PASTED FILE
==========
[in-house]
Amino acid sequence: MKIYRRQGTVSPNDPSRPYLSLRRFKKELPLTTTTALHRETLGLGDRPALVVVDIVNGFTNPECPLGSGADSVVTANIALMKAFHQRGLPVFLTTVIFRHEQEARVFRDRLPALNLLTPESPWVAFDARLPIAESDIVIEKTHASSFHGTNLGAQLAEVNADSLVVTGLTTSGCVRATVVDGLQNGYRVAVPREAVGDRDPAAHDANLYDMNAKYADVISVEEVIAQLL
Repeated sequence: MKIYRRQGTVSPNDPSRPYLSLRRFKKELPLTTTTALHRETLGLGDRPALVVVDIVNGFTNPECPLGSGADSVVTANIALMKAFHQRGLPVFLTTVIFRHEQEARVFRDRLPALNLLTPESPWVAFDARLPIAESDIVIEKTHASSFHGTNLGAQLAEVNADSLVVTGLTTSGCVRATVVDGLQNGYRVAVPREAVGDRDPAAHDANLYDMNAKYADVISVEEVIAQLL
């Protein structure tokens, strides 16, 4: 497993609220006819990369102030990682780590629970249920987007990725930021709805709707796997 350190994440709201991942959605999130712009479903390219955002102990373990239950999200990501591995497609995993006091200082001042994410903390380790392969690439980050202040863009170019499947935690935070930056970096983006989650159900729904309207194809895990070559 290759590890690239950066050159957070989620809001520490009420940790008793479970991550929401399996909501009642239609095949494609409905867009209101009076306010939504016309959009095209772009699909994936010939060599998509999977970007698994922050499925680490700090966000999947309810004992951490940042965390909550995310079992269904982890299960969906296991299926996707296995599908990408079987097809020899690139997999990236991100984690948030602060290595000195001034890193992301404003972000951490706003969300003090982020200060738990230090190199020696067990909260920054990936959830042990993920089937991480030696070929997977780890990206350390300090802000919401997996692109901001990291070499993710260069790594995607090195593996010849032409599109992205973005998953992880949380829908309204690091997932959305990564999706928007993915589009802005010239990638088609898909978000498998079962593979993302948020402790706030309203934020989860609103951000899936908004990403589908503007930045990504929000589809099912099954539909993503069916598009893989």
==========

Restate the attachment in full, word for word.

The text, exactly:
[in-house]
Amino acid sequence: MKIYRRQGTVSPNDPSRPYLSLRRFKKELPLTTTTALHRETLGLGDRPALVVVDIVNGFTNPECPLGSGADSVVTANIALMKAFHQRGLPVFLTTVIFRHEQEARVFRDRLPALNLLTPESPWVAFDARLPIAESDIVIEKTHASSFHGTNLGAQLAEVNADSLVVTGLTTSGCVRATVVDGLQNGYRVAVPREAVGDRDPAAHDANLYDMNAKYADVISVEEVIAQLL
Repeated sequence: MKIYRRQGTVSPNDPSRPYLSLRRFKKELPLTTTTALHRETLGLGDRPALVVVDIVNGFTNPECPLGSGADSVVTANIALMKAFHQRGLPVFLTTVIFRHEQEARVFRDRLPALNLLTPESPWVAFDARLPIAESDIVIEKTHASSFHGTNLGAQLAEVNADSLVVTGLTTSGCVRATVVDGLQNGYRVAVPREAVGDRDPAAHDANLYDMNAKYADVISVEEVIAQLL
């Protein structure tokens, strides 16, 4: 497993609220006819990369102030990682780590629970249920987007990725930021709805709707796997 350190994440709201991942959605999130712009479903390219955002102990373990239950999200990501591995497609995993006091200082001042994410903390380790392969690439980050202040863009170019499947935690935070930056970096983006989650159900729904309207194809895990070559 290759590890690239950066050159957070989620809001520490009420940790008793479970991550929401399996909501009642239609095949494609409905867009209101009076306010939504016309959009095209772009699909994936010939060599998509999977970007698994922050499925680490700090966000999947309810004992951490940042965390909550995310079992269904982890299960969906296991299926996707296995599908990408079987097809020899690139997999990236991100984690948030602060290595000195001034890193992301404003972000951490706003969300003090982020200060738990230090190199020696067990909260920054990936959830042990993920089937991480030696070929997977780890990206350390300090802000919401997996692109901001990291070499993710260069790594995607090195593996010849032409599109992205973005998953992880949380829908309204690091997932959305990564999706928007993915589009802005010239990638088609898909978000498998079962593979993302948020402790706030309203934020989860609103951000899936908004990403589908503007930045990504929000589809099912099954539909993503069916598009893989």